I had decided, in my paper, to focus on Woody Allen's film Another Woman, starring Gena Rowlands as a professor of philosophy who, having just turned fifty, is undergoing a sort of mid-life crisis, but one that takes a very quiet series of subterranean "turns" [as opposed to leading to a series of all-too-public escapades of bad behavior as is the typical case in the academic satire--Woody Allen's film is, it must be said, not at all a satire but a drama that takes itself, perhaps too seriously]. Upon re-viewing a film that I had seen many years ago and only vaguely remembered [and which I had chosen because I thought we needed at least one representation of a woman professor to explore], I was dismayed at where it turned out Allen was heading: right back to the idea that the life of the mind requires a forsaking of the body, as well as of art [and by implication, beauty] and other persons, but there were some interesting moments in the film that I thought could lead us in more positive directions regarding the value of the life dedicated to thought, and I share with you here my remarks [through which you will understand why this blog post's title invokes Rilke's poem, "The Archaic Torso of Apollo"]:

You Must Change Your Life: Woody Allen's Another Woman

EDIT 4/19: For those who may be interested, I also append here my colleague Valerie Vogrin's Colloquium essay:

"A Sub-Sub-Genre: The Creative Writing Professor as Protagonist"


Steve Muhlberger said...

Well, it wasn't so long ago that all profs were clerics, eh?

Jeffrey Cohen said...

I am very happy that the sky did not topple down ... sounds very frightening, and I'm glad you are OK.

Looking forward to reading your piece when I have the leisure. It's a subject we've seen here before, and I think one that the NYTimes just had an essay on ... so much to anticipate.

Eileen Joy said...

Steve: your comment leads me to consider how the historical figuration of teacher "as cleric" somehow inheres in these portrayals of the professor whose emotional and sensual life has been placed in some kind of deep-freeze of abnegation. But there is a kind of tension that also inheres, isn't there [?], between the idea of a pedagogy that always retains some kind of erotic function [or, excrescence] and a scholarly practice of "thought" that is always assumed to be stripped of the erotic. How can we begin to account for this?

Karl Steel said...

I want to list, again, one of my favorites in this sad genre, Ball of Fire

I thought we needed at least one representation of a woman professor to explore]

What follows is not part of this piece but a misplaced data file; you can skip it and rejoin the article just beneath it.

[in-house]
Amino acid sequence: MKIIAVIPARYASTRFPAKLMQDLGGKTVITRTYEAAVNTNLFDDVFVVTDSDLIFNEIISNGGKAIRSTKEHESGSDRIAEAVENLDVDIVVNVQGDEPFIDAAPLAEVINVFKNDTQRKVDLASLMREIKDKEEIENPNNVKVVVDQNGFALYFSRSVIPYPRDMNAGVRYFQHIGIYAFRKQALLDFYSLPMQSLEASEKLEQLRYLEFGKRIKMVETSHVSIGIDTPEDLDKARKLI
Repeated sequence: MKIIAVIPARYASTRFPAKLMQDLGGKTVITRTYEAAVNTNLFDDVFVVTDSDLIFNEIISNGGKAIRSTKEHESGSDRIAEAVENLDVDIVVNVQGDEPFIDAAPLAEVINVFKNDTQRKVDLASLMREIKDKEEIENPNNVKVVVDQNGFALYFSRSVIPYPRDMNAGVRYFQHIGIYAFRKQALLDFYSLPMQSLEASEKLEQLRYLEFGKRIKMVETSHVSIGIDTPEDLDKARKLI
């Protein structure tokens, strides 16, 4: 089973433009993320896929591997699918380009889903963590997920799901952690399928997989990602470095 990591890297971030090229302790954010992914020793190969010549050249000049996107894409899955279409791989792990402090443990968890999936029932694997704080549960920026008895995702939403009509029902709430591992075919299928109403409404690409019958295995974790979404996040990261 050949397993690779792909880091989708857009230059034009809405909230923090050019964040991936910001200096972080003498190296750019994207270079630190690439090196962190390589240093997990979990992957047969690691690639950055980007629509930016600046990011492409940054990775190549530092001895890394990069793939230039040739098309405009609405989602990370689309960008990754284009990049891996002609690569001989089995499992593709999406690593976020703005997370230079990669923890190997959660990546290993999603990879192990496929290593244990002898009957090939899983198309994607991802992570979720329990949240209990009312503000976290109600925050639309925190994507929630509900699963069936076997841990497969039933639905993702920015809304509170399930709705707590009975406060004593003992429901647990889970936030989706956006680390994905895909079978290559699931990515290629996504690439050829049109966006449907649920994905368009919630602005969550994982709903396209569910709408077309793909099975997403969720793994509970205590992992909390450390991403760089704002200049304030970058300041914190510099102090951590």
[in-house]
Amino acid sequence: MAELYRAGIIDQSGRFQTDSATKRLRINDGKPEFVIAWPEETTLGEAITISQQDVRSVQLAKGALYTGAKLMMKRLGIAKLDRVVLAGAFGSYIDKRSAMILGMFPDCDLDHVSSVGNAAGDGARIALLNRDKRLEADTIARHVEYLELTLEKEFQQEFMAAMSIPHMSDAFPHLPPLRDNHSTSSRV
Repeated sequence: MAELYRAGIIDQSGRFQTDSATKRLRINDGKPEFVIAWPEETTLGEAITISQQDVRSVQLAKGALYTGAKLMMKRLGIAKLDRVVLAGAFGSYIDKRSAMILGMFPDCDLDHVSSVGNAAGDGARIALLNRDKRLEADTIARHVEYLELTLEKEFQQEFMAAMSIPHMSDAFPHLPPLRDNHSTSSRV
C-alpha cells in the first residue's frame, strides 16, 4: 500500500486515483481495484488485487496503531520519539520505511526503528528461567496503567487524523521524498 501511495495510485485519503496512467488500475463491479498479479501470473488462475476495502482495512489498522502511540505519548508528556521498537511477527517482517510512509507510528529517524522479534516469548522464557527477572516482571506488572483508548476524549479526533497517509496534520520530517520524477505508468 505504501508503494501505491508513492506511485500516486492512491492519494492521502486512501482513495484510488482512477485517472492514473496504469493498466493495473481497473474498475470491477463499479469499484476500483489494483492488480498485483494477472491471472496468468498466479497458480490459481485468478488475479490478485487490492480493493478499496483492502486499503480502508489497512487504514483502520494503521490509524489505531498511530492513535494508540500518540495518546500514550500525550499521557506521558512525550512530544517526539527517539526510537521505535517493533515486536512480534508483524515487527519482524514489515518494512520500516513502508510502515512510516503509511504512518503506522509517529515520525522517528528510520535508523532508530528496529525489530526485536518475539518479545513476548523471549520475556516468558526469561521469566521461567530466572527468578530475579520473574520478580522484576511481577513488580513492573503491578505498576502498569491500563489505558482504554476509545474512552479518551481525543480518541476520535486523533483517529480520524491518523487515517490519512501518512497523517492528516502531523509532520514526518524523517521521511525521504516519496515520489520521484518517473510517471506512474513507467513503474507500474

There's When Night is Falling, which has the added advantage of being lesbian, but not the added advantage of leaving behind the mind/body split.

Thank you again for your, as always, salutary attention to dwelling in the body (however we want this word to mean), and, as always, the erotics your foreground, which saves your resistance to transcendent metaphysics from, so far as I can understand, Heidegger's mistake. What's that? Well, I'm reading--and by 'reading' I mean 'trying to understand'--Heidegger's "Letter on 'Humanism,'" and, no doubt inspired by Levinas, I can't help but think that the pre-rational, pre-metaphysical, commitment to Being, and all the shared embodiment this implies, never quite touches ground. Your work does, thankfully.

I'm with you about the tired pregnancy thing. I wish Rilke hadn't stepped away from eros and into reproduction here: "a smile run through the placid hips and thighs / to that dark center where procreation flared." Likewise with Allen and the Farrow character: after all, figuring eros as reproduction renders pleasure only a means when, of course, it's much more interesting as an end in itself (okay, if you didn't click through on the link, you will learn here why I prefer Farrow as a name to Hope: did you know that 'farrow' means both 'a litter of pigs' and, when an adjective applied to a cow, 'not pregnant''s also a word that, according to the MED, comes to us from an uncertain place, and, according to the OED, reaches back to the same roots as the Latin porcus, which perhaps unfortunately recalls to me a scene from Woody Allen's Everything You Wanted to Know About Sex, the bit beginning around 5:25).